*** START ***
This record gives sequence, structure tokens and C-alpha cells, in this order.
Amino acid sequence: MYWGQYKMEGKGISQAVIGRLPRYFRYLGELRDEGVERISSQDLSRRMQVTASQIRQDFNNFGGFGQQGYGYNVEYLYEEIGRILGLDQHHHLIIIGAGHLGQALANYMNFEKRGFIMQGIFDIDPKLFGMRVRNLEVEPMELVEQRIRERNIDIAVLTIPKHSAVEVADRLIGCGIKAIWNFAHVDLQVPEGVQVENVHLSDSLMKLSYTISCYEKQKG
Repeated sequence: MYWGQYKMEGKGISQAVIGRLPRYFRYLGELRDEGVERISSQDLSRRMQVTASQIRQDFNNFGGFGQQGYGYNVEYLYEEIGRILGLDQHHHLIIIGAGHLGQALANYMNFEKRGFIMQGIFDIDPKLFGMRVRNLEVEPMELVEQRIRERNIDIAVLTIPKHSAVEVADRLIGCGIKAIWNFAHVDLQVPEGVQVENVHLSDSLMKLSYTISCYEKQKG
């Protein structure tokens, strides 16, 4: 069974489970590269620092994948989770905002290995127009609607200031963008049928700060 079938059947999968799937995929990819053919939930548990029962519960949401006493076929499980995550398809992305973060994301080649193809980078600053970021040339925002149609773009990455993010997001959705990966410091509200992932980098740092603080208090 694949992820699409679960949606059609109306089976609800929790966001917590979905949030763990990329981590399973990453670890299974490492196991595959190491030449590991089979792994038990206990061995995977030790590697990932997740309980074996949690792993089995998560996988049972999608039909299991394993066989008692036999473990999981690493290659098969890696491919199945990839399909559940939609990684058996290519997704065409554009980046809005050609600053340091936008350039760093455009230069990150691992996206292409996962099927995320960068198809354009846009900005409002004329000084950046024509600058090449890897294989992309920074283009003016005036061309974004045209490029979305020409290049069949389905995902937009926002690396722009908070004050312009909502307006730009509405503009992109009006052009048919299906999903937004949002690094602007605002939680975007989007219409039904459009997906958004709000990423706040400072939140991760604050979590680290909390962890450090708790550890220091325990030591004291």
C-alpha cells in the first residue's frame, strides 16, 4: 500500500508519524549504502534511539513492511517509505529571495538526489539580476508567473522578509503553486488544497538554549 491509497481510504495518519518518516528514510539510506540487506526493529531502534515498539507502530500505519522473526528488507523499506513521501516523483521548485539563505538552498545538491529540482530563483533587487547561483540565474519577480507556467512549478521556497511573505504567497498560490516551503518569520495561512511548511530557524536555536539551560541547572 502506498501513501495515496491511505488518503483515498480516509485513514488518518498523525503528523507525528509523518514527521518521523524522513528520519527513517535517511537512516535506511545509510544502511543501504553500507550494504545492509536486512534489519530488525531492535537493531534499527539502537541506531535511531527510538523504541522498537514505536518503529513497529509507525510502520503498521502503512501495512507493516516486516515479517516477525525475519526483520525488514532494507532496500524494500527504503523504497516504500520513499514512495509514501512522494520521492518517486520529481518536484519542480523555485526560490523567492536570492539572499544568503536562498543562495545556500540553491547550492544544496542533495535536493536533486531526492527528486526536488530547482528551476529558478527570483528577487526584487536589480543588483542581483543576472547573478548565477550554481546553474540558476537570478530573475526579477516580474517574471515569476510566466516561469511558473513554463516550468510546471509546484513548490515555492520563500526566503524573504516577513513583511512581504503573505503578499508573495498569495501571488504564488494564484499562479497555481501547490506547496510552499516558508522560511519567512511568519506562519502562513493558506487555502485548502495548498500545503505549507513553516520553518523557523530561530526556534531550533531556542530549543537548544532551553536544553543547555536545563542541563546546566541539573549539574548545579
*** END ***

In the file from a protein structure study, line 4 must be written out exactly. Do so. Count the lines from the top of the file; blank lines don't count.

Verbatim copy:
């Protein structure tokens, strides 16, 4: 069974489970590269620092994948989770905002290995127009609607200031963008049928700060 079938059947999968799937995929990819053919939930548990029962519960949401006493076929499980995550398809992305973060994301080649193809980078600053970021040339925002149609773009990455993010997001959705990966410091509200992932980098740092603080208090 694949992820699409679960949606059609109306089976609800929790966001917590979905949030763990990329981590399973990453670890299974490492196991595959190491030449590991089979792994038990206990061995995977030790590697990932997740309980074996949690792993089995998560996988049972999608039909299991394993066989008692036999473990999981690493290659098969890696491919199945990839399909559940939609990684058996290519997704065409554009980046809005050609600053340091936008350039760093455009230069990150691992996206292409996962099927995320960068198809354009846009900005409002004329000084950046024509600058090449890897294989992309920074283009003016005036061309974004045209490029979305020409290049069949389905995902937009926002690396722009908070004050312009909502307006730009509405503009992109009006052009048919299906999903937004949002690094602007605002939680975007989007219409039904459009997906958004709000990423706040400072939140991760604050979590680290909390962890450090708790550890220091325990030591004291």